The interactive image in this blog post was shot and published near Aeschiried in Switzerland using the new, free Google Photo Sphere app on my iPhone 4S. It is completely un-retouched, hence the somewhat ugly shadow in the lower part of the image.

The following is quite technical. If you’re not interested in the technical bit, just click and drag on the photo at the top of this blog post and you’ll get the idea.

I’ve been a fan of panoramic photos since even before I started taking photos with a digital camera. I wrote about it in some detail back in 2011, when I was using Hugin for stitching images together, although I switched to the simpler Panoedit software more recently and am sad to see that it is being discontinued. (I wonder why so many stitching programmes bite the dust…)

Anyway, this post isn’t about high-resolution stitching software but a solution to a different problem: posting 360° spherical images on the web. Software like Quicktime VR (Virtual Reality) has always been a great solution, but one which needs the viewer to install a browser plugin. Adobe Flash is the same, and with the advent in 2010 of the iPad and iPhone, which don’t allow Flash to be installed (for reasons I won’t go into here), it makes much more sense to use the native HTML5 functionality in the most modern browsers.

Once the browsing public moves on from outdated web browsers, we can use simple technology and standardized HTML5 code to embed wrap-around views directly in the browser, without the visitor having to install anything with which to view them. That being said, solutions like Pannellum, which my friend Habi recommended, seem to be pretty good… assuming that visitors aren’t using older browsers. As there are a good many who still are, I’d put plans to try out Pannellum and similar solutions on the back burner.

Until I saw that Google released a new smartphone app called Photo Sphere.

This new app, released in August for Android and iPhone, allows the photographer to create immersive 360° spherical images – including the ability to tilt the image up and down, not just side-to-side – directly on the device, and publish them to a new portion of the Google service called Google Views.

Google Views is to be an indirect replacement for Panoramio: a photo sharing service with an emphasis on geographic location which Google acquired in 2007. Panoramio has been rebranded recently and according to press reports, Google is planning to close it down altogether in favour of its own Views service.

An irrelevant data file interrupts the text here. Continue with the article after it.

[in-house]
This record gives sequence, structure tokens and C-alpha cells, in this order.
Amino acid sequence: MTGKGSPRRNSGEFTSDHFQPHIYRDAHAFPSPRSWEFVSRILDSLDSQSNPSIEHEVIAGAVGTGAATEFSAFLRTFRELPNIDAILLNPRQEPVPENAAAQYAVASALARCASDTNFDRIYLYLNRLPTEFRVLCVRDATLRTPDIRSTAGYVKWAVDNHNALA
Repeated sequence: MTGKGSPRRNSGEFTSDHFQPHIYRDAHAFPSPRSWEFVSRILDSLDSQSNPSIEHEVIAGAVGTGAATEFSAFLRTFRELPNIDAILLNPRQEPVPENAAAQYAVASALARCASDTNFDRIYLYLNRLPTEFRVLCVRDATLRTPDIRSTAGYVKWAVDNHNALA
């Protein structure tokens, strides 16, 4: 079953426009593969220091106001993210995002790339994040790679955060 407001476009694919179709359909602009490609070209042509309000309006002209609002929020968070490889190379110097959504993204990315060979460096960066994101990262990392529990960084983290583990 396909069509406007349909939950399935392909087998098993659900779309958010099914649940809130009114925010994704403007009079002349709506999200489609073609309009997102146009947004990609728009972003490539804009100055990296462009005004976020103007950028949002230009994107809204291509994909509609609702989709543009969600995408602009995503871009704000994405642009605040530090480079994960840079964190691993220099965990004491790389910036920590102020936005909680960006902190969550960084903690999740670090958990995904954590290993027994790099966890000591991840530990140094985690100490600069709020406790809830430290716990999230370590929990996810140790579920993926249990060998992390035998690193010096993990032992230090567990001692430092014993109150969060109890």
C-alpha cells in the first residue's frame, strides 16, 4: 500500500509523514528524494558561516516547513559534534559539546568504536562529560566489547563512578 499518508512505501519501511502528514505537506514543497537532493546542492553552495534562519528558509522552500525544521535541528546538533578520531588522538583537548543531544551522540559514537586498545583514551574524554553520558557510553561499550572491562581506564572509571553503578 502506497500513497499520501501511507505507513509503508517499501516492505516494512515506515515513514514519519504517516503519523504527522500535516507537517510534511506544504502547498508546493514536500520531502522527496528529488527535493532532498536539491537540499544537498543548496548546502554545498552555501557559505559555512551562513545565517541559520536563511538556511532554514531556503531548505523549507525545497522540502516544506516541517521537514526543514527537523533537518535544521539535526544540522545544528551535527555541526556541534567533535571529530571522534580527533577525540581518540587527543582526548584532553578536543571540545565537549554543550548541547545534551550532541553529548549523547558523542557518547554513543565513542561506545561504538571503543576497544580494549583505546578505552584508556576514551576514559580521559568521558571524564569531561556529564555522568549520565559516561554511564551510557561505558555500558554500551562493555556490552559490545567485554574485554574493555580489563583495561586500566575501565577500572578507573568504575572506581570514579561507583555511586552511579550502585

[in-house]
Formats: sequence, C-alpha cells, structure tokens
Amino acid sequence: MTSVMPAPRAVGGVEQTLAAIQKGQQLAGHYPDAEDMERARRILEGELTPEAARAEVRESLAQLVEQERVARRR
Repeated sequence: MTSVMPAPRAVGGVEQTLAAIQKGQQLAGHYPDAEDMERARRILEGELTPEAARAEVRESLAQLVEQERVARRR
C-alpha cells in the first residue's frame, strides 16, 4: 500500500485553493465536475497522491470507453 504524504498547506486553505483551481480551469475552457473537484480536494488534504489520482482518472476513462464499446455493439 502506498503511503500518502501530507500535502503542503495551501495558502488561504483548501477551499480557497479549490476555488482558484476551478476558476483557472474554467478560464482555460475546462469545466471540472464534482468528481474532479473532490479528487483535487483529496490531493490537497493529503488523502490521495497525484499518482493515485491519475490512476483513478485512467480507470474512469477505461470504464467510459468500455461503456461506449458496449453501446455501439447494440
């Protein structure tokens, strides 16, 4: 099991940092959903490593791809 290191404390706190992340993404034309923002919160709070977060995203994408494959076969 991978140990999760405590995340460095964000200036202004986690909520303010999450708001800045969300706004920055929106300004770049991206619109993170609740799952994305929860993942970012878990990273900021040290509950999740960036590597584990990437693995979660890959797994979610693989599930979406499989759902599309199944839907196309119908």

Once photographed and rendered – which takes around two minutes on my hesitant iPhone 4S – an interactive image from the app can be published to the photographer’s Google Maps account. (Mine is here; confusingly neither in Google Plus nor in my public Google profile, but in a new location altogether.)

This means that an interactive image may be published and promoted more widely in Google View, so that people searching for interactive images there will be more likely to come across individual photographers’ images. This is hugely powerful for Google, as it will mobilize the photographing public to cover a wider range of locations than is currently feasible using Google’s own Street View team.

In preparing this post, I found out that the developers have also enabled a suitable addition to their API and so it’s comparatively easy for a web developer to embed an interactive image on a website using the Google Maps Javascript API. (Puzzlingly, their guide was last updated in 2013, before the app was available.) The only minor difficulty is that the developer has to find the panoID manually, instead of pulling it from the Google URL. If the developer is really lazy, then there’s also an easy option to embed it via iframe through the sharing options on the Google Maps view.

As to creating and sharing 360° interactive images created using other software in Google View: this appears to have possible since 2013, as described here under the heading “Bloggers, Developers, & Photographers”.

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